• Mon. Oct 2nd, 2023

Apu and the future of diverse representation

ByTamara El-Halawani

Feb 12, 2020

Last week it was announced that long-standing ‘Simpsons’ actor, Hank Azaria, would step down from his role as Apu Nahasapeemapetilon, after 30 years voicing the Indian immigrant owner of the Kwik-E-Mart.

The Simpsons is the longest-running American sitcom, known for its satirical portrayal of American life. When it began, it was praised for finding a niche in primetime television, providing smart political humour. It was one of few programmes where every American was represented and stereotyped. Homer was the overweight alcoholic; Marge, the stay-at-home wife; Lisa, the overachieving daughter; and Bart, the mischievous son.

Some stereotypes, however, were for entire races. Apu characterised how Americans viewed South Asians; servile, deceitful and silly. The Simpsons negated entire cultures; South Asia is comprised of 8 countries, not just one.

The Problem with Apu (2017), a documentary by stand-up comedian Hari Kondabolu, heavily scrutinised the controversial character. It surprised many to learn that Azaria was white, as Kondabolu raised the uncomfortable point that Apu’s voice was ‘a white guy doing an impression of my father’.

Kondabalu tells that he grew up in Apu’s shadow. His experience, like many South Asian’s, was one of mockery by white American children. They would assume that anyone from South Asia should sound like Apu, and repeat his infamous catchphrase, ‘Thank you, please come again’.

Any significant life event became a cultural trope: when Apu married, it was arranged; and when he had children, he had 8. When Azaria was asked to voice Apu, he understood that it was a gross misrepresentation of Indian men, being asked, ‘Can you do an Indian voice and how offensive can you make it?’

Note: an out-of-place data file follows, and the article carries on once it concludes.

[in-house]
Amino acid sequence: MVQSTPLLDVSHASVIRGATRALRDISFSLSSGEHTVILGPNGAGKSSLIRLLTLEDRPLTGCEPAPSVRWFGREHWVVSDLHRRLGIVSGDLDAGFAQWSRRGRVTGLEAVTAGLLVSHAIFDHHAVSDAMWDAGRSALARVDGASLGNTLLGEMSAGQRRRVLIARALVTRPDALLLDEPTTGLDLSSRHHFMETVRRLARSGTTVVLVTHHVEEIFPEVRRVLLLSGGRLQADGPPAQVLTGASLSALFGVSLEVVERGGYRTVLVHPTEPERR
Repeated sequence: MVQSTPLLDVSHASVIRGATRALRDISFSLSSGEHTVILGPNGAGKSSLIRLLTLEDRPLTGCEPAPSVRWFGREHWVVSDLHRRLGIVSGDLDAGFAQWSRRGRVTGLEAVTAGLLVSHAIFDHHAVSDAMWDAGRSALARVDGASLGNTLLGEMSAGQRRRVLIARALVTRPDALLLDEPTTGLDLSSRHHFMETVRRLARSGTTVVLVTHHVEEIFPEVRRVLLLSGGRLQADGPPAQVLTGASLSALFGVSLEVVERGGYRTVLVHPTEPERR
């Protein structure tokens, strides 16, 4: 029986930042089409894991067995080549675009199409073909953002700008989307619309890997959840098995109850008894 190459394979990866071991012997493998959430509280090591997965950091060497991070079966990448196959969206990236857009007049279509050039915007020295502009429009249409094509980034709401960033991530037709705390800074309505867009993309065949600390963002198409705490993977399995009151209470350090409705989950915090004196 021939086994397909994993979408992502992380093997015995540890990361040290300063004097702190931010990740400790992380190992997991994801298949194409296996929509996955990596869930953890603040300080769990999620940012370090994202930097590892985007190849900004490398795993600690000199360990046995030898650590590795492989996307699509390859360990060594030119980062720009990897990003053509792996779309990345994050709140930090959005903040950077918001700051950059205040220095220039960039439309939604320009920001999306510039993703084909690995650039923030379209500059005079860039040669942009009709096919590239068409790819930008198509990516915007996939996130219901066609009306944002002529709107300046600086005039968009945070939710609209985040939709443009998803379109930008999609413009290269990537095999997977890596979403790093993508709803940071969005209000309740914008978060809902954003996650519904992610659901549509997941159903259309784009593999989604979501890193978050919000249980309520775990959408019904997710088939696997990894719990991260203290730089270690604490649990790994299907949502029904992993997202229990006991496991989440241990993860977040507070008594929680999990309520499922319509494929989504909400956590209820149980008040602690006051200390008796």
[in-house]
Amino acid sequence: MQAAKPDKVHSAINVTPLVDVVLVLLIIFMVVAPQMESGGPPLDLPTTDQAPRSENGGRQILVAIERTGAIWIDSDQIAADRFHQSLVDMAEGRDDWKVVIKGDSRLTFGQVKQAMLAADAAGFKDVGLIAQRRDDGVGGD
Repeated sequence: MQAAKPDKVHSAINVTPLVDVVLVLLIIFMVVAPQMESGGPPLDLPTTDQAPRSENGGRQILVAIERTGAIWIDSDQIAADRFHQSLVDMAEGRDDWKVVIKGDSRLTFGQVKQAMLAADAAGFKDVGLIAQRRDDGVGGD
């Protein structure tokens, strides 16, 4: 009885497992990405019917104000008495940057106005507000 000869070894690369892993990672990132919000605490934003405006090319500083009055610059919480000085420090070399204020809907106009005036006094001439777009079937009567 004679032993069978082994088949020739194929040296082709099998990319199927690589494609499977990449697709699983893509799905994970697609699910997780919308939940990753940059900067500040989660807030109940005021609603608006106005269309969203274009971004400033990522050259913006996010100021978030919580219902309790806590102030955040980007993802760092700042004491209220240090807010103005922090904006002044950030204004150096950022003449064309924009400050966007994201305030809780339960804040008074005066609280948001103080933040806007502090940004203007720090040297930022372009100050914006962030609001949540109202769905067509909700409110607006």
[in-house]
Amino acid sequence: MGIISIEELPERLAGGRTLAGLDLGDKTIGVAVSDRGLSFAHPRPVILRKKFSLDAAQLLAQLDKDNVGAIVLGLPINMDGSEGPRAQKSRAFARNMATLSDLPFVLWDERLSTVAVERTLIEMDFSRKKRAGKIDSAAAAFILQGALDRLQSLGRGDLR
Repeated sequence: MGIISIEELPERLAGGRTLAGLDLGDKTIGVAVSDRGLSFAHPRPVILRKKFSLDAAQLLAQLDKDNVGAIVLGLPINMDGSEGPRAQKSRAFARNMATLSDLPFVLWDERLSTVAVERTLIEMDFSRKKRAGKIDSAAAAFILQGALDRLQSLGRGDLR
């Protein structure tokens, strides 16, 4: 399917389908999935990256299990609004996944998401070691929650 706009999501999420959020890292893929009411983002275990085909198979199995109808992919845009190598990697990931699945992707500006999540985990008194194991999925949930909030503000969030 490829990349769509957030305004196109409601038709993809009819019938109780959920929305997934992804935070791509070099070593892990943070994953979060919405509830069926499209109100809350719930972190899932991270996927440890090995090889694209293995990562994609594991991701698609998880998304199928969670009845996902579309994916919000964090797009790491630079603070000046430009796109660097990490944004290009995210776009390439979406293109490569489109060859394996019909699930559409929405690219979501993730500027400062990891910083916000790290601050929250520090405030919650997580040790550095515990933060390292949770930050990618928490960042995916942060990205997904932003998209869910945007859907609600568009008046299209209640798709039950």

The name of the character himself was taken from a celebrated trilogy of 1950s films, in which a young man grew up in India. To move to a character by the same name, but with a diminished role, was an unfortunate turn. In response to the controversy, the Simpsons used Lisa: ‘Something that started decades ago and was applauded and inoffensive is now politically incorrect… what can you do?’

When Apu was first introduced, it was ground-breaking to have such diversity on American television; the public applauded Apu’s deeper character development and far-reaching storylines. Some looked to Apu and saw a hero representing their family story. Bhaskar Sunkara wrote that Apu echoed his father, and it being better to show a person ‘trying to get by’ rather than being ‘scorned [or] fetishized’.

Yet by using Lisa, a character of morality and a voice for social justice, was determined a futile attempt at justifying the inevitable racism of stereotyping an ethnic minority.

While the Simpsons is stuck in time, society is not. South-Asian representation in the media has dramatically increased. It is a shame that it remains that these actors’ careers are misled, being cast for roles in which they are required to use a broad Indian accent; the irony here lies in that this has been decided by a group of white screenwriters.

As Kondabolu finishes, we see that he reaches out to Azaria. A double standard is born: Azaria writes that he is glad Kondabolu is telling hard-truths, but that he would not want to risk being sacrificed to heavy editing and false-representation. Yet, in being voiced by a white male, it can be said that Apu never truly represented anyone at all.

Image: via Flickr.com